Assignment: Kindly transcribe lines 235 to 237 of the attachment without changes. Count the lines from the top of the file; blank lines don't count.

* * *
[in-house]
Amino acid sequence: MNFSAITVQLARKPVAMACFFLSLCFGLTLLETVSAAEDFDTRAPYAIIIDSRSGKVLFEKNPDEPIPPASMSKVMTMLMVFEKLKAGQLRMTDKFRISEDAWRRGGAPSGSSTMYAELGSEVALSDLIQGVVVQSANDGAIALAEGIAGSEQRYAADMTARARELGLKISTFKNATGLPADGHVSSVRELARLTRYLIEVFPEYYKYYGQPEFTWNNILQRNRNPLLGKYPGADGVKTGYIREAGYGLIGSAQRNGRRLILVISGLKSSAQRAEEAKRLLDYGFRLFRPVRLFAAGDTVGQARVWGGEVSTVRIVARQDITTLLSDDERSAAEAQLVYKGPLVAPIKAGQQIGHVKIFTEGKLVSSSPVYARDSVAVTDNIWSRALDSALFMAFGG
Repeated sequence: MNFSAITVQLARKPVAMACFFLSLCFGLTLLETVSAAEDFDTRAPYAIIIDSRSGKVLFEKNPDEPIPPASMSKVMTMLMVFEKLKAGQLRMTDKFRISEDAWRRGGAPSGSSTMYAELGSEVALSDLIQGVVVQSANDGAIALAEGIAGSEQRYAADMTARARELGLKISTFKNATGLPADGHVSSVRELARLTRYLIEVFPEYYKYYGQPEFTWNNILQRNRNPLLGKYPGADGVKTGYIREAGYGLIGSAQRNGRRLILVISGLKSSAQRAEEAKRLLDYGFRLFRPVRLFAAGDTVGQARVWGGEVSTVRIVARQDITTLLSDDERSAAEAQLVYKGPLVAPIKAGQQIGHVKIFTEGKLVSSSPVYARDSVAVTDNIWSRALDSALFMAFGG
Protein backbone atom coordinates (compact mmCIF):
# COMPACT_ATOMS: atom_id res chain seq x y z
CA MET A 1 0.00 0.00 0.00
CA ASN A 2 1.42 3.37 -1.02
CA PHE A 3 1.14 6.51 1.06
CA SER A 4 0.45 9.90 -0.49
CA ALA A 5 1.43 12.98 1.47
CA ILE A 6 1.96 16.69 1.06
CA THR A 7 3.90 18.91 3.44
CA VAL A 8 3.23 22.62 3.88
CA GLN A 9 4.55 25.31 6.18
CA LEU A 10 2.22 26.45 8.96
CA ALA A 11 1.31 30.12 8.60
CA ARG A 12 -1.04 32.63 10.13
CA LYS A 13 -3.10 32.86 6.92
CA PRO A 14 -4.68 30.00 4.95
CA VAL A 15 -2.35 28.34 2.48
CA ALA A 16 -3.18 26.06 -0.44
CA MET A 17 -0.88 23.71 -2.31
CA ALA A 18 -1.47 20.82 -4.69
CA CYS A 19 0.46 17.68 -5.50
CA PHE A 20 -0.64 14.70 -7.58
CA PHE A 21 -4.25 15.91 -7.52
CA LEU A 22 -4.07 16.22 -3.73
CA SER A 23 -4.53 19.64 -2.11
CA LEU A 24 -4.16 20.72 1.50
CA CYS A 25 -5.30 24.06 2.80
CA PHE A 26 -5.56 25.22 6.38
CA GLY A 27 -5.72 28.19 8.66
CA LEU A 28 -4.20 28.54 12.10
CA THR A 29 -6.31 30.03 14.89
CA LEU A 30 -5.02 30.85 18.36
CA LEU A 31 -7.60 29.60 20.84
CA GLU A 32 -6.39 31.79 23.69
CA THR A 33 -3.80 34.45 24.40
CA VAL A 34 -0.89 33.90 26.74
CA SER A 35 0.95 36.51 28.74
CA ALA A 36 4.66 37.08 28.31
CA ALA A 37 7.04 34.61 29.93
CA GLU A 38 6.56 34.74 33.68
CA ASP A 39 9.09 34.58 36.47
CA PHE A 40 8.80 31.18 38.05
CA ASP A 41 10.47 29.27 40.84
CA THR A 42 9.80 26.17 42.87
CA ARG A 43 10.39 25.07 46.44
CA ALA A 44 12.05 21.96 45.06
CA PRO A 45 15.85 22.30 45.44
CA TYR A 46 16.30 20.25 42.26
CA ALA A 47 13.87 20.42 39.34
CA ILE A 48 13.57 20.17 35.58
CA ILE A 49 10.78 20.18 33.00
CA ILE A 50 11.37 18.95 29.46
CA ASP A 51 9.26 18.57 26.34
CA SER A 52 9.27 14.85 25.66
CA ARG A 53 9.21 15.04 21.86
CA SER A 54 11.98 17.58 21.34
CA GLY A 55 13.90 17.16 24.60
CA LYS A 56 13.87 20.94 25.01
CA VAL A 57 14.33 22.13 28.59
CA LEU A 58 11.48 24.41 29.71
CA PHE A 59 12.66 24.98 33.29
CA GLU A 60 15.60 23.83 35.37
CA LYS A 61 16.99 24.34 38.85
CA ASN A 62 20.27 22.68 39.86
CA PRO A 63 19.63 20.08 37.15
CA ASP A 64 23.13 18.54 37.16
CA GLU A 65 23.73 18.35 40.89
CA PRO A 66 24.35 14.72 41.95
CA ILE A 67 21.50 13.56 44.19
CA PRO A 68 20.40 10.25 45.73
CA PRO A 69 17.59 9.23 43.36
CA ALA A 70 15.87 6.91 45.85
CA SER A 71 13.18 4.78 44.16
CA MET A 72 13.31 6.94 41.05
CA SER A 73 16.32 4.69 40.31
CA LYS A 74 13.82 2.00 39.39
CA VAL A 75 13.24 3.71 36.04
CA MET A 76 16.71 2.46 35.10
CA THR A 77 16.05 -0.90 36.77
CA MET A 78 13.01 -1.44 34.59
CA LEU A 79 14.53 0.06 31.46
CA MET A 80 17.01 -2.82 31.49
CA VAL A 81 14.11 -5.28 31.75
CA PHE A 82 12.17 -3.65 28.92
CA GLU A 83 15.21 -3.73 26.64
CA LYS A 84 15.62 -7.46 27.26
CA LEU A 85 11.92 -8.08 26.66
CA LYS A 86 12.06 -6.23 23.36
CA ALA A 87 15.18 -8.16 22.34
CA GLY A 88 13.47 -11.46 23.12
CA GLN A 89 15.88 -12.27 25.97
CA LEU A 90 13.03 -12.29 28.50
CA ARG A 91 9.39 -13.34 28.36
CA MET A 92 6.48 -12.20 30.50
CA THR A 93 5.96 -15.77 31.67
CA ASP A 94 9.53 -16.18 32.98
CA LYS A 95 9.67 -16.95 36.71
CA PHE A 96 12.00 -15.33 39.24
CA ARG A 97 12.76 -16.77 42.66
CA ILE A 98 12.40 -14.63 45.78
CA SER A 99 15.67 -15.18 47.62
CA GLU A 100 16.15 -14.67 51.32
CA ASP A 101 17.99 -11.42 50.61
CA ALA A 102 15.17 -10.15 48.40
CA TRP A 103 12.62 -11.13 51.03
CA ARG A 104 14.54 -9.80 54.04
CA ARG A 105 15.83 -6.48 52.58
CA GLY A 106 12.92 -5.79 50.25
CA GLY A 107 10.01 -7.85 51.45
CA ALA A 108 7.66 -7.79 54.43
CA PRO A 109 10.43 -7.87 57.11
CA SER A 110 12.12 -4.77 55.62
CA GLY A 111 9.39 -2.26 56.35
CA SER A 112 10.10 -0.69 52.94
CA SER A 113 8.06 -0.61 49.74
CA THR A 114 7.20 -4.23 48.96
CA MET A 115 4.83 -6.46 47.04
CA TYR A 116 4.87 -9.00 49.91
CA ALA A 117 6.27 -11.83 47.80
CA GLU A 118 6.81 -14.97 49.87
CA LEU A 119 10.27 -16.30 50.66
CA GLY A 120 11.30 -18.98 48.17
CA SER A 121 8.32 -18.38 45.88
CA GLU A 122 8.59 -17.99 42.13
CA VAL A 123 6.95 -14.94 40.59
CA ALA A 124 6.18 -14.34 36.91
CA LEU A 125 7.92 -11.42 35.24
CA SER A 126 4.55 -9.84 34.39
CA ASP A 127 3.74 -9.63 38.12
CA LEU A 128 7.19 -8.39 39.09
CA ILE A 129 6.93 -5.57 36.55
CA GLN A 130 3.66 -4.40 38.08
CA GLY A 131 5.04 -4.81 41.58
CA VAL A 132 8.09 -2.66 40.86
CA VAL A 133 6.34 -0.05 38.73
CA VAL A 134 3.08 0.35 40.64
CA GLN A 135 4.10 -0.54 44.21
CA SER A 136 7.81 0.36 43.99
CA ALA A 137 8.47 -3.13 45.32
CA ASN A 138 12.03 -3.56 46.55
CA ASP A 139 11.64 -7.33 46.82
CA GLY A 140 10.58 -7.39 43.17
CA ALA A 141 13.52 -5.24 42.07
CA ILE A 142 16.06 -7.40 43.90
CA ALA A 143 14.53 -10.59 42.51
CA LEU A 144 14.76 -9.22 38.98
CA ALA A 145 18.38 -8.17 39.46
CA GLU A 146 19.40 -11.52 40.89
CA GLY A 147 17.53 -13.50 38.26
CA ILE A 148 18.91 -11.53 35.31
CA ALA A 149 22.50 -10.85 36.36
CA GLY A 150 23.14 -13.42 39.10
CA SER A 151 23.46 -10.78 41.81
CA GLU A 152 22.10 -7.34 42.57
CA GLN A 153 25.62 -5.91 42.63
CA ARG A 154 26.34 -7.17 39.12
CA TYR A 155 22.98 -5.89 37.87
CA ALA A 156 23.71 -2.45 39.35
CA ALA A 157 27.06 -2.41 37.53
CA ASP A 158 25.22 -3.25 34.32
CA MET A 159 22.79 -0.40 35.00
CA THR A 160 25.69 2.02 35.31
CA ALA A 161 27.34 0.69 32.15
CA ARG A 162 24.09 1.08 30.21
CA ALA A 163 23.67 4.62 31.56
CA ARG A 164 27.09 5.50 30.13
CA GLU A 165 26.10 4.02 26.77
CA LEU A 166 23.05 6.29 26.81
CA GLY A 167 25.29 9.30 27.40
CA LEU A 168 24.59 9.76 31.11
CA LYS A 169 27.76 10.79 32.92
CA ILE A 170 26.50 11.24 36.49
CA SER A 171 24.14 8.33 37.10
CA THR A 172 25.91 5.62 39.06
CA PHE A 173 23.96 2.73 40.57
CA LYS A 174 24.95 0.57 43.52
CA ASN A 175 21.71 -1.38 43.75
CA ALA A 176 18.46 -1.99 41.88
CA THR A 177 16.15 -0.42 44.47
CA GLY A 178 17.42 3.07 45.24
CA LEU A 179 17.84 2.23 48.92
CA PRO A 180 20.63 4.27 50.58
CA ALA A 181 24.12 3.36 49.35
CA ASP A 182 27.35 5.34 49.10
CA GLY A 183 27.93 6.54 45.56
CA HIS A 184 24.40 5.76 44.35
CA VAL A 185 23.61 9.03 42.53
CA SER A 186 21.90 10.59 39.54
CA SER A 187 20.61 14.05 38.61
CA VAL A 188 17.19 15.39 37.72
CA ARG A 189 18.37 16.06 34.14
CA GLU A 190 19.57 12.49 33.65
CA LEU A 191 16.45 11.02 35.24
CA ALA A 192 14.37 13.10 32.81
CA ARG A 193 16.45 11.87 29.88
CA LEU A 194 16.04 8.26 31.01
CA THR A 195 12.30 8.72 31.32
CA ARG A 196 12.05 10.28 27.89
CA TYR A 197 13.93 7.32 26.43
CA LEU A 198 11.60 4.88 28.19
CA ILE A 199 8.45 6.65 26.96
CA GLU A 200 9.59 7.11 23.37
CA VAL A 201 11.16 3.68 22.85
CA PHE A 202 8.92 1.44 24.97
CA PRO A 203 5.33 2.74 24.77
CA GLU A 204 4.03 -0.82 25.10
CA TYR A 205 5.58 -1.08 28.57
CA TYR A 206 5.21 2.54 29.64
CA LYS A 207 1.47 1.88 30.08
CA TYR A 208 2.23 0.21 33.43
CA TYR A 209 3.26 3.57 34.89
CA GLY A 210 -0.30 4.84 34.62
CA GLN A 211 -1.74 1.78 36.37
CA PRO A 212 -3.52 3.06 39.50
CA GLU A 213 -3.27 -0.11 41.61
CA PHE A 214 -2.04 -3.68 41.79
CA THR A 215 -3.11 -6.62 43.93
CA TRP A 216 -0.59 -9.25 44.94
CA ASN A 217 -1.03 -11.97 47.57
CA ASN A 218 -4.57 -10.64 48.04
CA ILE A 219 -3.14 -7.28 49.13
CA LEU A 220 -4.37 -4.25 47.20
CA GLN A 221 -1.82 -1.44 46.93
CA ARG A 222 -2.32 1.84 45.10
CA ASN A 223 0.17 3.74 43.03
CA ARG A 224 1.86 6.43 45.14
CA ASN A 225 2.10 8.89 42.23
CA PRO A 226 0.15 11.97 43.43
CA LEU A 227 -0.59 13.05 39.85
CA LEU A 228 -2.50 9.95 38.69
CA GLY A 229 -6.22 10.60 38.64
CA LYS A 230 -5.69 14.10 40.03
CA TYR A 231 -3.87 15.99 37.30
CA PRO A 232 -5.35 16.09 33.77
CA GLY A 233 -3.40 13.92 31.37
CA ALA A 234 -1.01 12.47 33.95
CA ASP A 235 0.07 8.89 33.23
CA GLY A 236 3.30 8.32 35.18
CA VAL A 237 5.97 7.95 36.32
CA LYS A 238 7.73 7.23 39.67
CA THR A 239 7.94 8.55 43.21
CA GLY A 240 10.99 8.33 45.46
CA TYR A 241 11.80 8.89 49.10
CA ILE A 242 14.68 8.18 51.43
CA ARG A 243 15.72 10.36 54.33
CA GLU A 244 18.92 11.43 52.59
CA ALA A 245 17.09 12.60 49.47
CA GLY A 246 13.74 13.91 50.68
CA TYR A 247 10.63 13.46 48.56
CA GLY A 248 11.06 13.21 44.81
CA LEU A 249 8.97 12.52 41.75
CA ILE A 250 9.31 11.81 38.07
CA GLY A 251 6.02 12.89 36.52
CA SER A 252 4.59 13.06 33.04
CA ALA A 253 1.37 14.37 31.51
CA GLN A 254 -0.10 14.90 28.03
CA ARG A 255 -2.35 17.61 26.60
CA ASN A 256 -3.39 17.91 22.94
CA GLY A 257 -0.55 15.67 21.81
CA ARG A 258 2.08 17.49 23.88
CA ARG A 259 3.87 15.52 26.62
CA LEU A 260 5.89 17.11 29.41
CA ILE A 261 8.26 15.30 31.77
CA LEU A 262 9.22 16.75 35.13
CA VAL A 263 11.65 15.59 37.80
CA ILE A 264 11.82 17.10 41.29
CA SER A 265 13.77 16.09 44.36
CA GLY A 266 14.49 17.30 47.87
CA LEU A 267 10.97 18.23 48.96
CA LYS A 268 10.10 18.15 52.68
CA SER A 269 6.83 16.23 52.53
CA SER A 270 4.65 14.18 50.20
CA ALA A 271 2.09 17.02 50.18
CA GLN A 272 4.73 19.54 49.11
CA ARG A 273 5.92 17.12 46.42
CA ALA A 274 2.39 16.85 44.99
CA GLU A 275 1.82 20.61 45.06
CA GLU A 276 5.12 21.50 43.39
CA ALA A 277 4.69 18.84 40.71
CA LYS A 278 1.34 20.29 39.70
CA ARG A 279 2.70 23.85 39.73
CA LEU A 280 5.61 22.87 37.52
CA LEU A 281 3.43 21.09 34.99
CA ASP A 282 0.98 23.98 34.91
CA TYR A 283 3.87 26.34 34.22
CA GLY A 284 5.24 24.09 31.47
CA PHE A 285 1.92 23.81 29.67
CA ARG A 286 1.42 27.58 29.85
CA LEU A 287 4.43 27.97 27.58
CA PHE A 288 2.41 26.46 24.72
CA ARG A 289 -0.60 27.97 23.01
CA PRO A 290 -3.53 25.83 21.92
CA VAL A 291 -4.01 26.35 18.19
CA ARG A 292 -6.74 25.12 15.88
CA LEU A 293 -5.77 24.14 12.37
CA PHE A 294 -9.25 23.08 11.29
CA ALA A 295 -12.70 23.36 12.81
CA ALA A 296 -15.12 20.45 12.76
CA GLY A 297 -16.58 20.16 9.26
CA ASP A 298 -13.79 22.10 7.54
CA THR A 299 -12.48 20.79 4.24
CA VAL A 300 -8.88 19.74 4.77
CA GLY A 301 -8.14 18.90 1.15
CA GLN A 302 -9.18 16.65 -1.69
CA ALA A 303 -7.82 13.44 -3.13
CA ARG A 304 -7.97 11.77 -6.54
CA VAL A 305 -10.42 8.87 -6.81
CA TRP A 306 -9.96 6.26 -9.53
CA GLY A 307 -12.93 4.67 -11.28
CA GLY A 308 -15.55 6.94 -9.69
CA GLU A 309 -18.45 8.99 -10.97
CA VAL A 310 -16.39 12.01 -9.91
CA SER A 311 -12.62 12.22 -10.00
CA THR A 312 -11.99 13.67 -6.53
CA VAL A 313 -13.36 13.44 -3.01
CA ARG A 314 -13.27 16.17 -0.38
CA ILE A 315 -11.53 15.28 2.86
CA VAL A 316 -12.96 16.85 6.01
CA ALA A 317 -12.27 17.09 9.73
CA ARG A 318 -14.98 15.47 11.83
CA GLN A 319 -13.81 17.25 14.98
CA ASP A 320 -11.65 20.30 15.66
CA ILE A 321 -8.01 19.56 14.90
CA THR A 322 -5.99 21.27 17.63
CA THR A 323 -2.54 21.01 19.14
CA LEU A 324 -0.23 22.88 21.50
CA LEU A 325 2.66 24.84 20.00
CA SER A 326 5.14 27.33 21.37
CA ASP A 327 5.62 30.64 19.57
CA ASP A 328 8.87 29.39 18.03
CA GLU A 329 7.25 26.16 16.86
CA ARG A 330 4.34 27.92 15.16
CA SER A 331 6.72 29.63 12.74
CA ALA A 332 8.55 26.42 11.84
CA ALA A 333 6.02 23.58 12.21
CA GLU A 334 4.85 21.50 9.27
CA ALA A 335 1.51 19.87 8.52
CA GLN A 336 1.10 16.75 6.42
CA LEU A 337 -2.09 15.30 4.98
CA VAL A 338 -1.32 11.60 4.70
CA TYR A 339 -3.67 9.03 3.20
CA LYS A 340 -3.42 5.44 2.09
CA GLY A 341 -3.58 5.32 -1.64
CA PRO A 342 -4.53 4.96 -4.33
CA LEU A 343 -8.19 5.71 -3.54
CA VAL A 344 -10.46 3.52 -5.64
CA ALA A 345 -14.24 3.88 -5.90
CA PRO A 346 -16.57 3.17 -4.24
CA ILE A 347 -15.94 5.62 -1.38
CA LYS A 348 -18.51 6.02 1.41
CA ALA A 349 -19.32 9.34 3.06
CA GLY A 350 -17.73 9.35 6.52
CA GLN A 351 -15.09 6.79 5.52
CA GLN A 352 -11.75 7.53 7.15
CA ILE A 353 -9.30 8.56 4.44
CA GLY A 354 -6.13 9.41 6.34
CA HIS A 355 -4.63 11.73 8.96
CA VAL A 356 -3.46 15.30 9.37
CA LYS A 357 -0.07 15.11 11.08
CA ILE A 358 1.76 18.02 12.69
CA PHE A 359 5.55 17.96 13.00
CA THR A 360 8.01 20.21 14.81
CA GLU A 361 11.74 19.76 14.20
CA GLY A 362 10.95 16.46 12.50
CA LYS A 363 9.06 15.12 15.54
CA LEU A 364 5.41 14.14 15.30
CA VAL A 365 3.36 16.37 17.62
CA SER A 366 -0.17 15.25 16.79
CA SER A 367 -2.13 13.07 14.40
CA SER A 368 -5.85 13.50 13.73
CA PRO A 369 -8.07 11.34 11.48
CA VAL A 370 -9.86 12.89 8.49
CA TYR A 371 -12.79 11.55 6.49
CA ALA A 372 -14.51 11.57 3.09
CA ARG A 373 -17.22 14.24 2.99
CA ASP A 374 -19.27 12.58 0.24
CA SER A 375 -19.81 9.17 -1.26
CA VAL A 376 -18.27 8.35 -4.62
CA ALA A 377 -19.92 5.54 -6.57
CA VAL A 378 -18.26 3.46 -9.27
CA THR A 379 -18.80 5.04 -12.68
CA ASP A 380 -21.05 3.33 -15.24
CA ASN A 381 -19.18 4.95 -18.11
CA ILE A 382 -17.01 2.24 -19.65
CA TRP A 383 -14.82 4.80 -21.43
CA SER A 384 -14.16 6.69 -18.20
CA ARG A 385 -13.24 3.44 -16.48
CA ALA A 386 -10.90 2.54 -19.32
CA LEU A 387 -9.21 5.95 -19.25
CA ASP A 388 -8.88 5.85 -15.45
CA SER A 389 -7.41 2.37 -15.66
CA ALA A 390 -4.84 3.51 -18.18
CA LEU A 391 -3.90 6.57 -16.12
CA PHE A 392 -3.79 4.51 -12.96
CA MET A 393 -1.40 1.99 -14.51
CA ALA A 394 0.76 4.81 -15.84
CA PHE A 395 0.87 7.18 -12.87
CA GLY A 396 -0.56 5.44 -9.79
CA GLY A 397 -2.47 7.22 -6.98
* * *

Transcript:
CA LYS A 230 -5.69 14.10 40.03
CA TYR A 231 -3.87 15.99 37.30
CA PRO A 232 -5.35 16.09 33.77